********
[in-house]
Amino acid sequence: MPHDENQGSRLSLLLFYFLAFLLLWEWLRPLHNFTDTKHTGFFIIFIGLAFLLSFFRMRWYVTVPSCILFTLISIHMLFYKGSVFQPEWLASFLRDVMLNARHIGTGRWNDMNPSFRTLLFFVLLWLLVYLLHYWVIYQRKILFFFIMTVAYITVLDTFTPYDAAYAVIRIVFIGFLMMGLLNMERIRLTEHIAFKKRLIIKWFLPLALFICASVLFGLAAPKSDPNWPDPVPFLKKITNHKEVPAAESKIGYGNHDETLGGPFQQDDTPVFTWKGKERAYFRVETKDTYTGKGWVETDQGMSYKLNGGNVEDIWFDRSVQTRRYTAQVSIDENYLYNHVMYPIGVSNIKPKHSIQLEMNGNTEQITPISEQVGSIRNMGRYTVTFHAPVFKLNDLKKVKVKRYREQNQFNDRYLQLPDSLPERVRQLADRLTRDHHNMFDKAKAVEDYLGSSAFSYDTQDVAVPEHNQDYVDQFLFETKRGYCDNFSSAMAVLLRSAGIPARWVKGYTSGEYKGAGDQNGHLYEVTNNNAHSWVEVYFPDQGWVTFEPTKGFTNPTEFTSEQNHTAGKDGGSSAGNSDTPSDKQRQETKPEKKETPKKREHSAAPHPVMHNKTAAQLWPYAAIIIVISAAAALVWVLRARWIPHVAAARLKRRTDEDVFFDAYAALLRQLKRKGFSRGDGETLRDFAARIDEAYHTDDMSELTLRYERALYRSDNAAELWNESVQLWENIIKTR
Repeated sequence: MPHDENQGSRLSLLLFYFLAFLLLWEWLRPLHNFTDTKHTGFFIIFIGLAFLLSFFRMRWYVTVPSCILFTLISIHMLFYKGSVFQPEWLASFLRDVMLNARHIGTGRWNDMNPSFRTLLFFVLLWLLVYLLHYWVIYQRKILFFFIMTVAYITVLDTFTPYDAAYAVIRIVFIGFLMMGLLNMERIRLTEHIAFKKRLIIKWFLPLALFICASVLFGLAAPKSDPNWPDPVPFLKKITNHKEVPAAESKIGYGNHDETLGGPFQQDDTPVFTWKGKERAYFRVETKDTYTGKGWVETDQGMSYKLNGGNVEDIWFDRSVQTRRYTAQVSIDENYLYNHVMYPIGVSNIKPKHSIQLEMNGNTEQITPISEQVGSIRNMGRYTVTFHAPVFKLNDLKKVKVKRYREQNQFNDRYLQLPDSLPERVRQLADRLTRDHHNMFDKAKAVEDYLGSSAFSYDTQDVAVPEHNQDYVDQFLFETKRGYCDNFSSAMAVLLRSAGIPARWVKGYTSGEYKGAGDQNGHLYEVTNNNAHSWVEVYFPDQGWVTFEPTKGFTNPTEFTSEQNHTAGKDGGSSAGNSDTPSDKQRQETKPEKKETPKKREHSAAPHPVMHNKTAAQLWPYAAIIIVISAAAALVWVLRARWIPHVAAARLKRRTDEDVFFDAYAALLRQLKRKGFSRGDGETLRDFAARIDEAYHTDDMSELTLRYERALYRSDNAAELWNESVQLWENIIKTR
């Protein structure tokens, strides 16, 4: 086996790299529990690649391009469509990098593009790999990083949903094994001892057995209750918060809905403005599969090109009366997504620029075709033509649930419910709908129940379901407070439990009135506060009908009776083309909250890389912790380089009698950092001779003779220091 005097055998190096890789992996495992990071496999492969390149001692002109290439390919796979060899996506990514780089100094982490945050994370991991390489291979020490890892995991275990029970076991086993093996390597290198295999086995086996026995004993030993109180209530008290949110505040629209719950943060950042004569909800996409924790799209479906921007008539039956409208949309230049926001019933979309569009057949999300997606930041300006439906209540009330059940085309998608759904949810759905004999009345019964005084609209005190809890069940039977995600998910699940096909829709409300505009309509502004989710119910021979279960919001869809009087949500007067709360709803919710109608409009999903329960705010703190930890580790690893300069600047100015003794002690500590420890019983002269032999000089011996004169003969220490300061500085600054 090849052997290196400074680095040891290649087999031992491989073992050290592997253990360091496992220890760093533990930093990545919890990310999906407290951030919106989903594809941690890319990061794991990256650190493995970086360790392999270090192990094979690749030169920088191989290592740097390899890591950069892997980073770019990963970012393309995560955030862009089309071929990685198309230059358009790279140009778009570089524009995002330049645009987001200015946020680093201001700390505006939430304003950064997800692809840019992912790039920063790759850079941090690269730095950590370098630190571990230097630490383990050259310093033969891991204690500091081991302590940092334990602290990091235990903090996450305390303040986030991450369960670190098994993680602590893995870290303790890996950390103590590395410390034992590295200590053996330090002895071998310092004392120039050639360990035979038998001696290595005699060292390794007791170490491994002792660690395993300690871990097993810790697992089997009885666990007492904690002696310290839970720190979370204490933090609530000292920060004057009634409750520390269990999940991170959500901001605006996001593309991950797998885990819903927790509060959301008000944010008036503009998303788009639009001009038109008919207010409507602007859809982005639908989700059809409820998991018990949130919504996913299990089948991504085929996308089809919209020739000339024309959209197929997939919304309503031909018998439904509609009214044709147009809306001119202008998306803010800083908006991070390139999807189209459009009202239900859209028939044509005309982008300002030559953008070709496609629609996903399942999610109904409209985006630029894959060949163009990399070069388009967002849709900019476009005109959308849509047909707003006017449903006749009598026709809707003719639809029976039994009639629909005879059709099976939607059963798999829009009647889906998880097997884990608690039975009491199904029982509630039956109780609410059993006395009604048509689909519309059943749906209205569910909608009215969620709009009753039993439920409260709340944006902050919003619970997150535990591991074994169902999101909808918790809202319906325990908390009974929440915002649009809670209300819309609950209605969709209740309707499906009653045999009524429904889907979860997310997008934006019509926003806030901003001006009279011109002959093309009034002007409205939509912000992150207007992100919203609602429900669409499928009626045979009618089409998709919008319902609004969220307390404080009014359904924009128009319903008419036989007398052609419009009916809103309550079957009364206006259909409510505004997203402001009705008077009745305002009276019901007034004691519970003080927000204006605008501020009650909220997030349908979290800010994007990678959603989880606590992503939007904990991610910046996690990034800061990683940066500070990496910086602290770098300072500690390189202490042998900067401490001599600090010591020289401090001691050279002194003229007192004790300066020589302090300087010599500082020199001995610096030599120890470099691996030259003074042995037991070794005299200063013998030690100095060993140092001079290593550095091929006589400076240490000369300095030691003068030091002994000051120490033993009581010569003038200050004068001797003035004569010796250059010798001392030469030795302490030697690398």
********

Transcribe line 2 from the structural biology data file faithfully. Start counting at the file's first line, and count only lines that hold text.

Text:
Amino acid sequence: MPHDENQGSRLSLLLFYFLAFLLLWEWLRPLHNFTDTKHTGFFIIFIGLAFLLSFFRMRWYVTVPSCILFTLISIHMLFYKGSVFQPEWLASFLRDVMLNARHIGTGRWNDMNPSFRTLLFFVLLWLLVYLLHYWVIYQRKILFFFIMTVAYITVLDTFTPYDAAYAVIRIVFIGFLMMGLLNMERIRLTEHIAFKKRLIIKWFLPLALFICASVLFGLAAPKSDPNWPDPVPFLKKITNHKEVPAAESKIGYGNHDETLGGPFQQDDTPVFTWKGKERAYFRVETKDTYTGKGWVETDQGMSYKLNGGNVEDIWFDRSVQTRRYTAQVSIDENYLYNHVMYPIGVSNIKPKHSIQLEMNGNTEQITPISEQVGSIRNMGRYTVTFHAPVFKLNDLKKVKVKRYREQNQFNDRYLQLPDSLPERVRQLADRLTRDHHNMFDKAKAVEDYLGSSAFSYDTQDVAVPEHNQDYVDQFLFETKRGYCDNFSSAMAVLLRSAGIPARWVKGYTSGEYKGAGDQNGHLYEVTNNNAHSWVEVYFPDQGWVTFEPTKGFTNPTEFTSEQNHTAGKDGGSSAGNSDTPSDKQRQETKPEKKETPKKREHSAAPHPVMHNKTAAQLWPYAAIIIVISAAAALVWVLRARWIPHVAAARLKRRTDEDVFFDAYAALLRQLKRKGFSRGDGETLRDFAARIDEAYHTDDMSELTLRYERALYRSDNAAELWNESVQLWENIIKTR